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RE: Formal Objection to Working Group Decision to publish Encrypted Media Extensions specification as a First Public Working Draft (FPWD)

From: John Foliot <john@foliot.ca>
Date: Thu, 30 May 2013 13:09:38 -0700
To: "'Andreas Kuckartz'" <A.Kuckartz@ping.de>, "'Sam Ruby'" <rubys@intertwingly.net>, <timbl@w3.org>
Cc: <public-html-admin@w3.org>, <public-html-media@w3.org>, <jeff@w3.org>
Message-ID: <01ec01ce5d71$a30a6c60$e91f4520$@ca>
<non-technical post, with apologies>

Andreas, GaŽl, Florian,

Just so that I have a clear understanding of what you are suggesting here:

You, and the EFF, under the banner of "Freedom" and "Openness" are in fact
attempting to BLOCK, to STOP COLD, a number of software partners from
working - in the Open and under public scrutiny - on a technical
specification at the W3C that can be used on the Web Platform. Never mind
that this effort is being contributed freely, and it's trajectory path for
Final Recommendation includes milestones such as community input and comment
on its *technical* merits, an accessibility review by the PFWG, and a
published call for Patent claims prior to standardization.

Your stated reasoning appears to be that if you are "successful" you will
have somehow stopped Digital Rights Management from being used on the web,
or being supported by commercial browsers developed by privately held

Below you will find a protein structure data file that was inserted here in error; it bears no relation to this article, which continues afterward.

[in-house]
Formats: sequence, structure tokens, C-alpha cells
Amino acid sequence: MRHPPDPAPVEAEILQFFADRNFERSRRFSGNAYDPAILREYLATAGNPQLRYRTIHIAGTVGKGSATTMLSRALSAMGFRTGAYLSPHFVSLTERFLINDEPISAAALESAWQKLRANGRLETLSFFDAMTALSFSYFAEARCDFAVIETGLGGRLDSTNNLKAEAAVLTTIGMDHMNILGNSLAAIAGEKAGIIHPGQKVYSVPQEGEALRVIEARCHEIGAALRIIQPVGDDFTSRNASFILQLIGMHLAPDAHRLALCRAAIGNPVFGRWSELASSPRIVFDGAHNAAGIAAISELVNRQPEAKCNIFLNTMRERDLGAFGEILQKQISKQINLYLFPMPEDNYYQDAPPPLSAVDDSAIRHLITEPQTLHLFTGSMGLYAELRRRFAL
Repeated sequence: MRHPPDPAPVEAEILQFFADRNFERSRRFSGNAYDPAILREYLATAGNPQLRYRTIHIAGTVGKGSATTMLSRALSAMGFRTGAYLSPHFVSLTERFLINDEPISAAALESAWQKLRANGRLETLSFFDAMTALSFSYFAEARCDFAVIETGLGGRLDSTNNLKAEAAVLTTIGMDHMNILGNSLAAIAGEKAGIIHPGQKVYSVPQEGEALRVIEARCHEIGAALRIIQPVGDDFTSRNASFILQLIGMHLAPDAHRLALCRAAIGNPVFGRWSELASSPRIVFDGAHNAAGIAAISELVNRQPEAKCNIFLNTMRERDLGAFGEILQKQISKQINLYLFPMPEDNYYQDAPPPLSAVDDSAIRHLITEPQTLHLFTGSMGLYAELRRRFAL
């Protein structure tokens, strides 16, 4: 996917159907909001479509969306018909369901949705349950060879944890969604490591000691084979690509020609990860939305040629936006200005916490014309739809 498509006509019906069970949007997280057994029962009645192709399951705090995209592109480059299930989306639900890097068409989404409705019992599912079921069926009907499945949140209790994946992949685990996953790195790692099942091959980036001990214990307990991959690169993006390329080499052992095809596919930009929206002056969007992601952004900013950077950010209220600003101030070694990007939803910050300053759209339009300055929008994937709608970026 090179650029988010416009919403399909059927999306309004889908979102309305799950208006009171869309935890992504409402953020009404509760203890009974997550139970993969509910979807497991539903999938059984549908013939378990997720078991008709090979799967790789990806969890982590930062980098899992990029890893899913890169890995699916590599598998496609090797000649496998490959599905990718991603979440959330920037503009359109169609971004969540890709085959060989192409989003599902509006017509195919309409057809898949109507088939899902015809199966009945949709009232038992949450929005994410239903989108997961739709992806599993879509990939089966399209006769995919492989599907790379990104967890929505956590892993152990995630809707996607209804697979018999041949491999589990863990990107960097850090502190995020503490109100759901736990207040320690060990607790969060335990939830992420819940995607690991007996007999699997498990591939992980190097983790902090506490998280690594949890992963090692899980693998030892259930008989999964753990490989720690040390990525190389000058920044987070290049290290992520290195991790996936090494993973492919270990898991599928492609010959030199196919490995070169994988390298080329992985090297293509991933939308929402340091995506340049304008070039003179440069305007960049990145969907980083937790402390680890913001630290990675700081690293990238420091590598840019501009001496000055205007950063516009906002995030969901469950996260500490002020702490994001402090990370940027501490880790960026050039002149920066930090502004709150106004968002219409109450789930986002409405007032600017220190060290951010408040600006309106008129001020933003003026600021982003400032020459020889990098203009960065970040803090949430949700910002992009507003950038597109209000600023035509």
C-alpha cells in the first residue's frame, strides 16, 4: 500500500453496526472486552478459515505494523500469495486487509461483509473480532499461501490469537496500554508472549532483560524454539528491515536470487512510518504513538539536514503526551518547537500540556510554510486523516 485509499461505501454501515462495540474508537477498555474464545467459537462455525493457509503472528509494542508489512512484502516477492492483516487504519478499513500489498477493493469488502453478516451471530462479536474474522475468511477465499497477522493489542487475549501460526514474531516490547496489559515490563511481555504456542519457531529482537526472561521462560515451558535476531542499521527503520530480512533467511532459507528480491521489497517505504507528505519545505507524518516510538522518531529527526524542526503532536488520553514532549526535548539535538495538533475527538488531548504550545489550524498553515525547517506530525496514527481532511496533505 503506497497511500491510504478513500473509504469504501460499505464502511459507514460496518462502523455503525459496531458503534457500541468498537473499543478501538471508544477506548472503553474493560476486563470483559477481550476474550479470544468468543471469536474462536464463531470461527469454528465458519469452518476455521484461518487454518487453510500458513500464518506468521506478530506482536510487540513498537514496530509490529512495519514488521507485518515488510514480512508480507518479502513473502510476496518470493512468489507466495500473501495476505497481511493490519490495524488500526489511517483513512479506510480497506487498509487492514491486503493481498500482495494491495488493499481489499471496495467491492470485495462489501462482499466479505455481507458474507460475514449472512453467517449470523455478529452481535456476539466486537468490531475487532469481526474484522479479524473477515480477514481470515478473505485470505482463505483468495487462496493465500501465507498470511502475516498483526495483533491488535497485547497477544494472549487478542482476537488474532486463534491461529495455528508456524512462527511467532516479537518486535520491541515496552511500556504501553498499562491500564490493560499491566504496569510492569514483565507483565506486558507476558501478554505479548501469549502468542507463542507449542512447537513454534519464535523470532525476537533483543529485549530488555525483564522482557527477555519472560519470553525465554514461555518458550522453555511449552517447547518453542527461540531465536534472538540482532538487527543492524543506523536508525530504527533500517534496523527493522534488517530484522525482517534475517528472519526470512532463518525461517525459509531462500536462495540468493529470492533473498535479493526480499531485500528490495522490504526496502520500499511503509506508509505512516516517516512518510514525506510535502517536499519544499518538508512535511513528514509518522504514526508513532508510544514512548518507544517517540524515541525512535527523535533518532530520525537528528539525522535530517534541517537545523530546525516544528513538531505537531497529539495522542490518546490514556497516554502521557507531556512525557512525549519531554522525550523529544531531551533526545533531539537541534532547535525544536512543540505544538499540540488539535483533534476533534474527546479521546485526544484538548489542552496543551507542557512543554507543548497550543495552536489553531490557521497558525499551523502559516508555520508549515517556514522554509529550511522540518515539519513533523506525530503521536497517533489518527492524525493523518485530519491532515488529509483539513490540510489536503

commercial companies today. The Web "MUST REMAIN FREE!!!" you rally. As an
analogy, I see this as akin to stating that you support freedom of religion
as long as that religion is based upon a form of Christianity - anyone who
deviates from that myopic perspective is "wrong", misguided, or simply

In *my* Open Web, any group that produces a specification and then releases
it to be used by others without any patent encumbrance is contributing to
the Open Web Stack. And funny enough, that seems to be how the web works
today. (In the words of TBL, the web succeeded because they didn't have to
ask anyone's permission to do what they did. However now, apparently *this*
particular work cannot proceed at the W3C because the EFF and FOSS
supporters don't want to grant their permission. Ya, how does that work

My Open Web runs using protocols such as TCP/IP
(http://www.ietf.org/rfc/rfc793.txt), HTTP
(http://www.ietf.org/rfc/rfc2616.txt) and IPv4/IPv6
(http://www.ietf.org/rfc/rfc2460.txt) - all developed at the Internet